What Is Juneteenth? Historians Explain The Holiday's Importance When President Trump initially planned a rally in Tulsa, Okla., on June 19, some Americans were outraged. NPR's Noel King speaks with two historians about the significance of that day and city.
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What Is Juneteenth? Historians Explain The Holiday's Importance

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What Is Juneteenth? Historians Explain The Holiday's Importance

What Is Juneteenth? Historians Explain The Holiday's Importance

What Is Juneteenth? Historians Explain The Holiday's Importance

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  • <iframe src="https://www.npr.org/player/embed/880754362/880754366" width="100%" height="290" frameborder="0" scrolling="no" title="NPR embedded audio player">
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When President Trump initially planned a rally in Tulsa, Okla., on June 19, some Americans were outraged. NPR's Noel King speaks with two historians about the significance of that day and city.

NOEL KING, HOST:

When President Trump recently announced that he was holding a rally in Tulsa, Okla., on June 19, some Americans were outraged. Other Americans had no idea why their friends and family and fellow citizens were so upset. Let's talk about why that is with professor Daina Ramey Berry, who's an author and historian at the University of Texas in Austin. Welcome, professor.

DAINA RAMEY BERRY: Thanks for having me.

KING: June 19 - or Juneteenth - for those who don't know, what is this date? Why is it so important?

BERRY: That was the date that African American enslaved people in Texas were told that they were free. Now, the Emancipation Proclamation of January 1 of 1863 was supposed to free all the enslaved people in the, quote, unquote, states of rebellion. But Texas slaves were not notified of their freedom until June 19 of 1865. And as a result, African Americans have been celebrating Juneteenth to celebrate African American freedom.

KING: And it's a joyful holiday.

BERRY: Absolutely. It's really amazing holiday because it started off early. Like, in the 1860s after slavery ended, this was a time when communities got together, whether they were in their homes or backyards. And they had elders tell stories about what it was like to be enslaved. And when that generation died off, the oral history continued.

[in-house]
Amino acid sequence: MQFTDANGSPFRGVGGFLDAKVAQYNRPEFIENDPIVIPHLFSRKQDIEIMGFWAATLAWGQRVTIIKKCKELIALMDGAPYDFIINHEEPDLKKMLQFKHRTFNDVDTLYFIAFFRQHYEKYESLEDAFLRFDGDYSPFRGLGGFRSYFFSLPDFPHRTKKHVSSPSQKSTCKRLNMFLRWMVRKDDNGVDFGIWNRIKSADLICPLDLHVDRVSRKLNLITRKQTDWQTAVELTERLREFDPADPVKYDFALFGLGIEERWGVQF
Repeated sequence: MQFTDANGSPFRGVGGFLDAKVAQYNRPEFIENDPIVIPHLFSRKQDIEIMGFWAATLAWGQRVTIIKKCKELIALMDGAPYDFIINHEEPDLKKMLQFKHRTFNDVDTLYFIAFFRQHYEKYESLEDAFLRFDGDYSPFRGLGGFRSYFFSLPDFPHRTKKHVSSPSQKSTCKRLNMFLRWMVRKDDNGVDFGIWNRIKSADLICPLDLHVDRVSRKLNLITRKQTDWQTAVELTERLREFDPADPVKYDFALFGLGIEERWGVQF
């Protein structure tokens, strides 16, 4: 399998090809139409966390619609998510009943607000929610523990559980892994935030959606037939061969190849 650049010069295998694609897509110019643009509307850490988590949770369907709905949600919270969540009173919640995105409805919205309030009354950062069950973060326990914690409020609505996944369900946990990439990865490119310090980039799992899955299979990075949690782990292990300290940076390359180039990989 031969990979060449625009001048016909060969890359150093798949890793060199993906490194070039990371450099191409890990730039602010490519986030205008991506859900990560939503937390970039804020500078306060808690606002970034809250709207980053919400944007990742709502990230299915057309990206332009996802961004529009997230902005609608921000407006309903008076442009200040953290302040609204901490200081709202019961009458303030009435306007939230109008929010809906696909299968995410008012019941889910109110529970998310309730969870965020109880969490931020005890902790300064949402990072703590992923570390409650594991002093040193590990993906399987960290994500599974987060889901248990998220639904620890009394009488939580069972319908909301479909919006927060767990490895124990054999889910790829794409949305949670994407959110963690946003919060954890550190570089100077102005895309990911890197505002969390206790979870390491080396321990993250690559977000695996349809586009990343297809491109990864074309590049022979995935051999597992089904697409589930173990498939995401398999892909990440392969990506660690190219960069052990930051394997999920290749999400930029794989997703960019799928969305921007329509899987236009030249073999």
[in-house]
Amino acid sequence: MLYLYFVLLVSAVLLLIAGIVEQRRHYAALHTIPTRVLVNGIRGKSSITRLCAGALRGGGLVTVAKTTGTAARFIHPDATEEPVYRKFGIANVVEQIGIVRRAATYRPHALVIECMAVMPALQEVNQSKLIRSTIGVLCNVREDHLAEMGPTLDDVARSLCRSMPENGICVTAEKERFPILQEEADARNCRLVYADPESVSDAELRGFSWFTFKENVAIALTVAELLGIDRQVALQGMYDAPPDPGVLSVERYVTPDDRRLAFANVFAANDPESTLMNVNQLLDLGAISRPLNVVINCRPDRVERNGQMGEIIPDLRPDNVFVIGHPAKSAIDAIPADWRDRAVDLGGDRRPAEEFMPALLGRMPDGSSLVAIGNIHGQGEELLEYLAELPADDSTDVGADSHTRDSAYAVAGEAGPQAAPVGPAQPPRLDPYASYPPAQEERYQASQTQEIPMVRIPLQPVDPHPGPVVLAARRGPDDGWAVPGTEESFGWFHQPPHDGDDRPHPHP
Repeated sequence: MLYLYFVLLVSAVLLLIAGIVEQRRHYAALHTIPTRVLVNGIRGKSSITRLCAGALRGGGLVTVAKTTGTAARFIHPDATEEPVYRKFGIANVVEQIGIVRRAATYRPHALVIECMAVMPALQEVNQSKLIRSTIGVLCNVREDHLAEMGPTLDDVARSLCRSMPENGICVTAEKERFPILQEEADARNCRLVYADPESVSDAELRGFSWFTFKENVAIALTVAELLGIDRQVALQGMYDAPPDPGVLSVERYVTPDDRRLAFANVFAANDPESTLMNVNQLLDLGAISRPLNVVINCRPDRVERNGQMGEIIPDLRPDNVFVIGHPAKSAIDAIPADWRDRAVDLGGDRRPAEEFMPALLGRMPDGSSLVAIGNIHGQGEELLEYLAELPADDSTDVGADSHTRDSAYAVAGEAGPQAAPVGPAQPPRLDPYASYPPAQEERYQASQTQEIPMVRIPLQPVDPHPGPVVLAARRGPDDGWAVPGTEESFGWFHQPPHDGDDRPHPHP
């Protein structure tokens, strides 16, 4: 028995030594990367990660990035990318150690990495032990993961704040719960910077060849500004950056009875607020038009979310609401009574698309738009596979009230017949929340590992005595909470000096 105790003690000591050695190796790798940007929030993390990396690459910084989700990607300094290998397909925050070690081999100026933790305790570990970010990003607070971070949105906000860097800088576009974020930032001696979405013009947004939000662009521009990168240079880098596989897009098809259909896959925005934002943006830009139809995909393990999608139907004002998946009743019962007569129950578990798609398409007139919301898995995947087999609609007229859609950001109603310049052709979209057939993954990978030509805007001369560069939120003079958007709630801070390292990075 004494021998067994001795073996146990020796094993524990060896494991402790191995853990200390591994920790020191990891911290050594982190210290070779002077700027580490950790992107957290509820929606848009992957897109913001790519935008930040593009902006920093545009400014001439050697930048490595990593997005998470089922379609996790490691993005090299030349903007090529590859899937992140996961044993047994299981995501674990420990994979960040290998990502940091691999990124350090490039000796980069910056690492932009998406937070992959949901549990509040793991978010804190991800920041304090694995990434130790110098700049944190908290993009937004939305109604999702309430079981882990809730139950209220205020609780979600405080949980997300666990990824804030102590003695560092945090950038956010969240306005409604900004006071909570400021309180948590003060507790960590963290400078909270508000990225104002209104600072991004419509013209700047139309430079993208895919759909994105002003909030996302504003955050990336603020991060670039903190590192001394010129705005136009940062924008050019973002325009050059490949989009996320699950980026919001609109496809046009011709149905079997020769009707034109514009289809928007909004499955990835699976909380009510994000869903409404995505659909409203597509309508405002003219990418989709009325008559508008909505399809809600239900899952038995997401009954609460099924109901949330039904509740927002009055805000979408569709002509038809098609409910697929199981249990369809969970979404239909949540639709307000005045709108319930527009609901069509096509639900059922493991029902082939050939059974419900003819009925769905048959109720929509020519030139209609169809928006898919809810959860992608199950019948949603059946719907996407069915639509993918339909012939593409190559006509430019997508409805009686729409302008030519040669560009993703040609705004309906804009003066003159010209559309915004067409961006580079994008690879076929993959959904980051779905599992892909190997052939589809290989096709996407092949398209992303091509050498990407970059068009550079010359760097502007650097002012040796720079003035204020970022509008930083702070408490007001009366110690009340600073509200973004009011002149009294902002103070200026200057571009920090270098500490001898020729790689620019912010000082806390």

KING: Professor, how is it possible that so many white Americans have not heard of Juneteenth?

BERRY: Well, some people argue that this is not well-known because it's more of a regional recognition because it was from Texas and it's just for Texas only. There's a push now to make it a national holiday. But I think people don't know about it because people don't know that much about the history of slavery in America.

KING: We see people in real-time learning about this, which is extraordinary. Let's talk about Tulsa. Hannibal B. Johnson is a historian and author of many books about black Americans in Oklahoma. And he joins us on the line from Tulsa. Welcome.

HANNIBAL B JOHNSON: Great to be here.

KING: What was the Tulsa race massacre?

JOHNSON: The Tulsa race massacre is an event that occurred on May 31 and June 1 of 1921. It really is emblematic of the historical racial violence that was occurring all throughout the United States. So Tulsa is unique in terms of the magnitude of the destruction because it had a really well-developed entrepreneurial, economic, black community - Black Wall Street. It's a really well-developed community of service providers like doctors and lawyers, pharmacists, dentists, et cetera.

KING: Who actually instigated the race massacre?

JOHNSON: Well, the massacre was perpetrated by a mob of what you might call white vigilantes. There was an incident on an elevator involving two teenagers, a black boy and a white girl. The facts were that there was something that occurred on the elevator, probably an accidental bump or a brush. She exited the elevator and ultimately told a story of an assault.